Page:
Java, Madura & Bali



Down to Earth No 63  November 2004

Munir poisoned

In November it was revealed that leading Indonesian human rights defender, Munir, who died in September whilst on a flight from Indonesia to the Netherlands, was poisoned with arsenic. Indonesian and international colleagues have expressed shock at the news that Munir was murdered. Munir - an outspoken critic of the military, was co-founder of the Commission for Missing Persons and Victims of Violence (Kontras) and the Indonesian Human Rights Watch (Imparsial).

Down to Earth No 62  August 2004

Indonesia's new plantation law, aimed at providing legal certainty for investors, will do nothing to address conflicts between local communities and companies. It could well make things worse.

The Plantations Bill was endorsed by Indonesia's national parliament on 12th July, two years after it was tabled.

Down to Earth No 61  May 2004

Reports surrounding the deaths of 13 unauthorised miners at the Pongkor gold mine, West Java, indicate how poverty, corruption and inhumane security methods may be contributing to the high death toll.

The underground Pongkor gold mine in Nanggung district, near Bogor, is operated by state-owned mining company PT Aneka Tambang. The thirteen men, plus one company employee, died of asphyxiation after their mining tunnels were filled with smoke.

Down to Earth No 61  May 2004

A campaign to halt a large dam project in West Java has put government officials in the spotlight over allegations of corruption.

It looks as if more than Rp 6 billion (around USD 700,000) has been embezzled from funds meant for compensation and public facilities for displaced villagers, according to research by the Bandung Legal Aid Institute (LBH Bandung).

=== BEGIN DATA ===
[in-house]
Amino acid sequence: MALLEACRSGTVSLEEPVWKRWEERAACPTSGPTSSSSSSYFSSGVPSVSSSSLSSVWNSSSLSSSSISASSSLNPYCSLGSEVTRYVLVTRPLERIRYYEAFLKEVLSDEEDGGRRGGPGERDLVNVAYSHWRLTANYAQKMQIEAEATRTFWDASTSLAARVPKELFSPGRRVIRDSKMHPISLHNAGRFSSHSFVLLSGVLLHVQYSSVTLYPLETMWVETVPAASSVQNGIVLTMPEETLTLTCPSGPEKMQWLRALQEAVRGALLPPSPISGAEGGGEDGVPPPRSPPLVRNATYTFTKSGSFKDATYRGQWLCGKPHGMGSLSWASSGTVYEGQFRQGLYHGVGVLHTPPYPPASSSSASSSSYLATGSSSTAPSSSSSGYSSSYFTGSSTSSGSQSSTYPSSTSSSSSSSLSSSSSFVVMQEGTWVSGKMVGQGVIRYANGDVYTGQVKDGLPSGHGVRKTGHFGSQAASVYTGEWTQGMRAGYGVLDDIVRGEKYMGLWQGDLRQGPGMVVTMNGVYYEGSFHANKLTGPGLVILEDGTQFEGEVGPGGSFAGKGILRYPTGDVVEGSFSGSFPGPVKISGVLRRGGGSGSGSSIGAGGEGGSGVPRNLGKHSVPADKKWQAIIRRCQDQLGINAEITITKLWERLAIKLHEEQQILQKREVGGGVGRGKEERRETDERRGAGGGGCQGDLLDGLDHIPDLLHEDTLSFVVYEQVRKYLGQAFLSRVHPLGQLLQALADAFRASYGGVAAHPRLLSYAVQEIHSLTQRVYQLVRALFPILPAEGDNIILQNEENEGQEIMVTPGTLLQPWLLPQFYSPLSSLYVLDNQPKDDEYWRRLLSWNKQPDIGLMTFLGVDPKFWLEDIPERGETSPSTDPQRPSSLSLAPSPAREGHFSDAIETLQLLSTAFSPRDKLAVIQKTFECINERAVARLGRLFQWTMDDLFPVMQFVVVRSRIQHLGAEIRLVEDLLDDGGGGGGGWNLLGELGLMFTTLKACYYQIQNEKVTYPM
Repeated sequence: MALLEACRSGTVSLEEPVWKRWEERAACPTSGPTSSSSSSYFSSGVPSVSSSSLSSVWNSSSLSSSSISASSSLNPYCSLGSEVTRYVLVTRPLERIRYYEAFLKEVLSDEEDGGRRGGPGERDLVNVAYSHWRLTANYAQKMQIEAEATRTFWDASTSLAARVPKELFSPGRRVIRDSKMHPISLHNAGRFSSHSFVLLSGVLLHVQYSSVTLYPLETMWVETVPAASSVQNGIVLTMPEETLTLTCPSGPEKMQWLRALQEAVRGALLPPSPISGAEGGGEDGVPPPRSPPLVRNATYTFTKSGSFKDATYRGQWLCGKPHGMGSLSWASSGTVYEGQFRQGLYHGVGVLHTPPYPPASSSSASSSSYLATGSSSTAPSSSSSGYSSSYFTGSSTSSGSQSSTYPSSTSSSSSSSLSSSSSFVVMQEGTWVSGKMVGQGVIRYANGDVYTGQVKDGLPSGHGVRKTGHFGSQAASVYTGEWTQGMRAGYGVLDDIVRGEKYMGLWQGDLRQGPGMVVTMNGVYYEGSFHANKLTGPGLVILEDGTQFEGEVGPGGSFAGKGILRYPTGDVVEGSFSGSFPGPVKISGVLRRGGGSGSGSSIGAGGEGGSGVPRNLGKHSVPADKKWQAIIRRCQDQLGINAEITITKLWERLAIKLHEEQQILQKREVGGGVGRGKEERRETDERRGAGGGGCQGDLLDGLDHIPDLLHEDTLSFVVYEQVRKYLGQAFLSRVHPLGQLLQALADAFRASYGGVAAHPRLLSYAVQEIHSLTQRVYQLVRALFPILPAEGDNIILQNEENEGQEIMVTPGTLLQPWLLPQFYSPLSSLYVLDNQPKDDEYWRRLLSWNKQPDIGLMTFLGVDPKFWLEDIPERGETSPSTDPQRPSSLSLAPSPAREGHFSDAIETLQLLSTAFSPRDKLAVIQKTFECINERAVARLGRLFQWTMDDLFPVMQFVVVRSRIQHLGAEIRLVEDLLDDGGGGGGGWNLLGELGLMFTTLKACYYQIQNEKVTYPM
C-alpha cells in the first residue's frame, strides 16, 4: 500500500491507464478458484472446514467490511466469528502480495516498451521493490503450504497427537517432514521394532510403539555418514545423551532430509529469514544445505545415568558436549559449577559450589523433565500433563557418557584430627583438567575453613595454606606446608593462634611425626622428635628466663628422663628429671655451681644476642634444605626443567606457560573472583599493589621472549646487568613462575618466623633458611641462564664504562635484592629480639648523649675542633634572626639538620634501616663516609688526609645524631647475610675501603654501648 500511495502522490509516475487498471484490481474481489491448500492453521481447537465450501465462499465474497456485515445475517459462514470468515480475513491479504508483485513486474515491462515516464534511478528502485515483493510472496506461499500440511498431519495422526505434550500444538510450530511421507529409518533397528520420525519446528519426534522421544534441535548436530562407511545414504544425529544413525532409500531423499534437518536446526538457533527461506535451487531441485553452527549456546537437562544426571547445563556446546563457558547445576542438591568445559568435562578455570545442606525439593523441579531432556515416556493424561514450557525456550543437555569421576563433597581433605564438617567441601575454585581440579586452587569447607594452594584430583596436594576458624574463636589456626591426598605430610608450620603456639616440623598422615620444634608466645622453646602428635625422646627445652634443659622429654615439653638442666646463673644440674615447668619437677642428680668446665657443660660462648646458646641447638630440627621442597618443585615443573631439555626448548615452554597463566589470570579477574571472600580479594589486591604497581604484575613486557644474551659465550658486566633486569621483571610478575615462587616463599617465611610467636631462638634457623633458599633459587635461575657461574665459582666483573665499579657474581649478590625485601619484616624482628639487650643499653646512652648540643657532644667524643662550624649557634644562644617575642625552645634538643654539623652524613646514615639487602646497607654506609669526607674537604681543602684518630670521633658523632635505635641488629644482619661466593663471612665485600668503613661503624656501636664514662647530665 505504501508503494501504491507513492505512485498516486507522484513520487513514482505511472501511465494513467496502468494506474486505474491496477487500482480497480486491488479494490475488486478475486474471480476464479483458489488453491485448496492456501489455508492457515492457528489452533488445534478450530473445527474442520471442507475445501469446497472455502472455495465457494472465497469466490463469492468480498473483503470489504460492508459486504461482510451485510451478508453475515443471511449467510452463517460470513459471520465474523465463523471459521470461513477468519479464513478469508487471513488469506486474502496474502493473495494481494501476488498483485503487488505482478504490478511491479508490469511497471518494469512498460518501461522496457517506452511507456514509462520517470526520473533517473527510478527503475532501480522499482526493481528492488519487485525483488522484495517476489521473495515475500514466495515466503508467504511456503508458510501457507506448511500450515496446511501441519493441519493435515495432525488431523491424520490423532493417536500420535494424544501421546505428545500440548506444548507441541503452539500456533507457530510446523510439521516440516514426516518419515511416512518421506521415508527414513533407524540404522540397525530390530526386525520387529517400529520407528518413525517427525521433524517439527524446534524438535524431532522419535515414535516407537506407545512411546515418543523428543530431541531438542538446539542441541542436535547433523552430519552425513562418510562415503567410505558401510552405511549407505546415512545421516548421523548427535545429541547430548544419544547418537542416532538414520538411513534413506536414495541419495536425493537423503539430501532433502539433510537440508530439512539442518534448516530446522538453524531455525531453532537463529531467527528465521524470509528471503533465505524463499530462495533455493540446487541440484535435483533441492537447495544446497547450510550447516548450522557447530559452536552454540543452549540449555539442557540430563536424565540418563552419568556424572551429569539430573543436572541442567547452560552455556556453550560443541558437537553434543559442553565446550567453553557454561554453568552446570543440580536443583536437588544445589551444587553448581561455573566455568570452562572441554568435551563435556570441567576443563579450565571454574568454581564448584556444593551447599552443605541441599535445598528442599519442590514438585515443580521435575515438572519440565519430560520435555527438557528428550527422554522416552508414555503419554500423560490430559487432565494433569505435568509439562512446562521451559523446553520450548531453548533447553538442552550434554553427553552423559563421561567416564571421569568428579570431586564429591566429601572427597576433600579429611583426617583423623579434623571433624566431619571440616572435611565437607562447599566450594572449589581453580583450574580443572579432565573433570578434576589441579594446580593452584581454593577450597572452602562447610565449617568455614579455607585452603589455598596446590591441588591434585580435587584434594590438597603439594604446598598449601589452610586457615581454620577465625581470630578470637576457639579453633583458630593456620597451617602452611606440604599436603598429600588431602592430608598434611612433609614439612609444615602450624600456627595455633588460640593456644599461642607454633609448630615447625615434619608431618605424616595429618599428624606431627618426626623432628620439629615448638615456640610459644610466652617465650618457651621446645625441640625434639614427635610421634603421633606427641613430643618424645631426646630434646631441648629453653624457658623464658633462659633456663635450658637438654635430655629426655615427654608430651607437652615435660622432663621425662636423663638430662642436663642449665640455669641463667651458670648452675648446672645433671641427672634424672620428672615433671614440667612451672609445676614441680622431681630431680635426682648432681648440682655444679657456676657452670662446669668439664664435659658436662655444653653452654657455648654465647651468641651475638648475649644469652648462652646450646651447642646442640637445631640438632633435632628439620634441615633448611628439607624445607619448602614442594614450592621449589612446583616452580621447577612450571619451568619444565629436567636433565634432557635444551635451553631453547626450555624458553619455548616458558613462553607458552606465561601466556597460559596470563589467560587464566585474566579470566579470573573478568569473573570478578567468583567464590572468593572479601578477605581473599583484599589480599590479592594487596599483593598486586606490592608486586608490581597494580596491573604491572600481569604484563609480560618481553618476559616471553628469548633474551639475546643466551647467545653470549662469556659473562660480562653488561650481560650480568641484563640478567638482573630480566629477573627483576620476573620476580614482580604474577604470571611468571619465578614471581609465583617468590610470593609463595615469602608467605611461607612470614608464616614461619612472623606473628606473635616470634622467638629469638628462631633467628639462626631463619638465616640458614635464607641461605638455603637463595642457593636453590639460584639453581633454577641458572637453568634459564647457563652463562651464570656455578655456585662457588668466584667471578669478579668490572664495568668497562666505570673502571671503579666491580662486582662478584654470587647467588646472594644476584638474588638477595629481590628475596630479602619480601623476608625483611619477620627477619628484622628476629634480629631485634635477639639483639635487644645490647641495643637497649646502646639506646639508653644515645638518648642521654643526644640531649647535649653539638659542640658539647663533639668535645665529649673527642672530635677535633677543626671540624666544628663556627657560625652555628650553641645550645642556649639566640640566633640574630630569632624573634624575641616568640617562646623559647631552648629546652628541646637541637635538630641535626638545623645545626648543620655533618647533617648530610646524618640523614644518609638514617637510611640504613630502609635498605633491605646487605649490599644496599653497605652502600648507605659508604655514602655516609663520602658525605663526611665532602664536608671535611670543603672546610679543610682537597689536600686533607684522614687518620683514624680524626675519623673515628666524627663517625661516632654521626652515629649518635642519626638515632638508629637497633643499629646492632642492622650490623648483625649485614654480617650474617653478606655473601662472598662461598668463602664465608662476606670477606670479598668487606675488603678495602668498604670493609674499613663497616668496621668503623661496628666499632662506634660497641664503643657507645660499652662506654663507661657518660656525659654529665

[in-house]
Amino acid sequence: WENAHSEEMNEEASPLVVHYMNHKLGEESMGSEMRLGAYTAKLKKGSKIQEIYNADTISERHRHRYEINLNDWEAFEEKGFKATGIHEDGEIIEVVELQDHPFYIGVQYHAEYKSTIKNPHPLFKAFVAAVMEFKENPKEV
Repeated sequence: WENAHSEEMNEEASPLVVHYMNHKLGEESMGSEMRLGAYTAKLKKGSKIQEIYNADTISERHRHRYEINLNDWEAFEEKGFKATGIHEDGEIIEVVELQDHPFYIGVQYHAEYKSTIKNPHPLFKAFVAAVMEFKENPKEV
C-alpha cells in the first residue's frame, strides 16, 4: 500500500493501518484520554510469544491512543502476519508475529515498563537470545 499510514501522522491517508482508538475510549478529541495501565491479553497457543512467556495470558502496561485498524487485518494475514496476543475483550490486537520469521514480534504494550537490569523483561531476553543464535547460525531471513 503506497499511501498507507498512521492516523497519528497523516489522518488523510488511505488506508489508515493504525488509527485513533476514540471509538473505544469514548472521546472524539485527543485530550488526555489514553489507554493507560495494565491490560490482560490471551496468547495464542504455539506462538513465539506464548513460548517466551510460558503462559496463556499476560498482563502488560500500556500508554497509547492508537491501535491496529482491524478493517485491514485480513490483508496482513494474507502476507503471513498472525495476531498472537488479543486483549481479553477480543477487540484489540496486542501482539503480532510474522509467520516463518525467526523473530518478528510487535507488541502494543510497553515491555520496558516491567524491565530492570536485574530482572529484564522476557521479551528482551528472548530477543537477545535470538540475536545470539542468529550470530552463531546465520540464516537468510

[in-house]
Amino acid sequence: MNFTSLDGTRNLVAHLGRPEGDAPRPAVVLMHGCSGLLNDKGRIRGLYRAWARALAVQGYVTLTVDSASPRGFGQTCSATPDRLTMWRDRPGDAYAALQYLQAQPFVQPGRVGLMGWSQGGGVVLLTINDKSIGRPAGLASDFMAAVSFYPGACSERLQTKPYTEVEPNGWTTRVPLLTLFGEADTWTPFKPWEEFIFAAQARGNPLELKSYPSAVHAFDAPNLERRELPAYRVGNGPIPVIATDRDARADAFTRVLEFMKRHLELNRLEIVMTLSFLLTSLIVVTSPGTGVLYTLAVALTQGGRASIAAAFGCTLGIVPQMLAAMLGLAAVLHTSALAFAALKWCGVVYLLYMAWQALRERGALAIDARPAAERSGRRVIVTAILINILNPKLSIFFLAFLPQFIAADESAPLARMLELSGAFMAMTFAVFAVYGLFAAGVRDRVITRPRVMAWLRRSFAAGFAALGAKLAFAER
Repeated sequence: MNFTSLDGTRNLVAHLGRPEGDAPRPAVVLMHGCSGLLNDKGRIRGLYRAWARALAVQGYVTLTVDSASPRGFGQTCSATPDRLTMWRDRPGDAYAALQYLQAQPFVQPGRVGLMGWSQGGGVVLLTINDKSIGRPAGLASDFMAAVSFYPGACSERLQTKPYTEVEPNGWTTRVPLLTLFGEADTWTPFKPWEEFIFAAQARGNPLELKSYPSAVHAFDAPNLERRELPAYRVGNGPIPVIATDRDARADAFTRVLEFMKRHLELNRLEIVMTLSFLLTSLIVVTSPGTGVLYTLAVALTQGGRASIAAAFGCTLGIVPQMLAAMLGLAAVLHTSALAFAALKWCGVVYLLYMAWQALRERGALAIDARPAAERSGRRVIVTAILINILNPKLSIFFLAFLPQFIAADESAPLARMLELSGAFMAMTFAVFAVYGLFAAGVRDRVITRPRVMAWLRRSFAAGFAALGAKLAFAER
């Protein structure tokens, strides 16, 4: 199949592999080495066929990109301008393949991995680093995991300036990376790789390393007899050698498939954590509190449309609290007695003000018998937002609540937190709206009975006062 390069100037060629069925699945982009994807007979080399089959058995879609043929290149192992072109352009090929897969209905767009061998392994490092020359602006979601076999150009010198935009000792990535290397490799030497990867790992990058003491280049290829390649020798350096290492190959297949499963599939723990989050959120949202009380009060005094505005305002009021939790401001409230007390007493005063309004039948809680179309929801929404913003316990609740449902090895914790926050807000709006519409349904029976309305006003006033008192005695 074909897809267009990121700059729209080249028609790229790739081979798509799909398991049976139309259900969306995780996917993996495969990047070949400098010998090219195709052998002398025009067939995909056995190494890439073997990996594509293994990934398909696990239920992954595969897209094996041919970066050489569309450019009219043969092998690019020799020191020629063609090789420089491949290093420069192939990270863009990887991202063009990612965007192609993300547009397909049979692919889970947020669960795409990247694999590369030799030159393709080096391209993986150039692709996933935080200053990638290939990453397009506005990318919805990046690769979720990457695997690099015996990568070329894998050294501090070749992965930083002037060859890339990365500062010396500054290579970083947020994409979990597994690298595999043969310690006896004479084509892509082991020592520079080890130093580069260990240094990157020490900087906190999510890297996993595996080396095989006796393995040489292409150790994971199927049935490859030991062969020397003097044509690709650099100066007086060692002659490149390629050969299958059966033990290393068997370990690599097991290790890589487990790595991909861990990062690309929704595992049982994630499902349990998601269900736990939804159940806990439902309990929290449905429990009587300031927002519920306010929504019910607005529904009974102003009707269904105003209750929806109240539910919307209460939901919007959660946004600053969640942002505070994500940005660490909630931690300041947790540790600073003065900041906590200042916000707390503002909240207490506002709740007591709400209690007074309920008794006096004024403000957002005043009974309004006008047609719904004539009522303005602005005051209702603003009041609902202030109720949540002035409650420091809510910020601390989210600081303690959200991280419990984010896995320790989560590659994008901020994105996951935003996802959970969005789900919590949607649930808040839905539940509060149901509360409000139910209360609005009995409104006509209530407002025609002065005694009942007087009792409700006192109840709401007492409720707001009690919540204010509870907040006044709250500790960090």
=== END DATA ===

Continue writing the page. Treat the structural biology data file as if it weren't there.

Down to Earth No 60  February 2004

Indonesia's peasant farmers are being forced off their lands to make way for large-scale plantations, mining, forestry and industrial projects.

Down to Earth No 60  February 2004

The following position statement by KAKKaPP was sent in January 2004 to the forestry authorities in Randublatung and the head of police in Blora, with copies to the head of Indonesia's Chief of Police, the chair of the National Commission for Human Rights, the chief executive of state forestry company Perhutani, all police chiefs and governors in Java and the district administrator and head of the district assembly for Blora.

It concerns human rights abuses by Perhutani against local people relate


Fatal chemical explosion, East Java

WALHI East Java has called for a halt to production and an investigation into PT Petrowidada following an explosion at the company's chemical plant on January 20 which resulted in two dead, 50 others severely injured, and dozens evacuated from the surrounding area. A joint investigation by WALHI East Java and other local groups has documented several past explosions.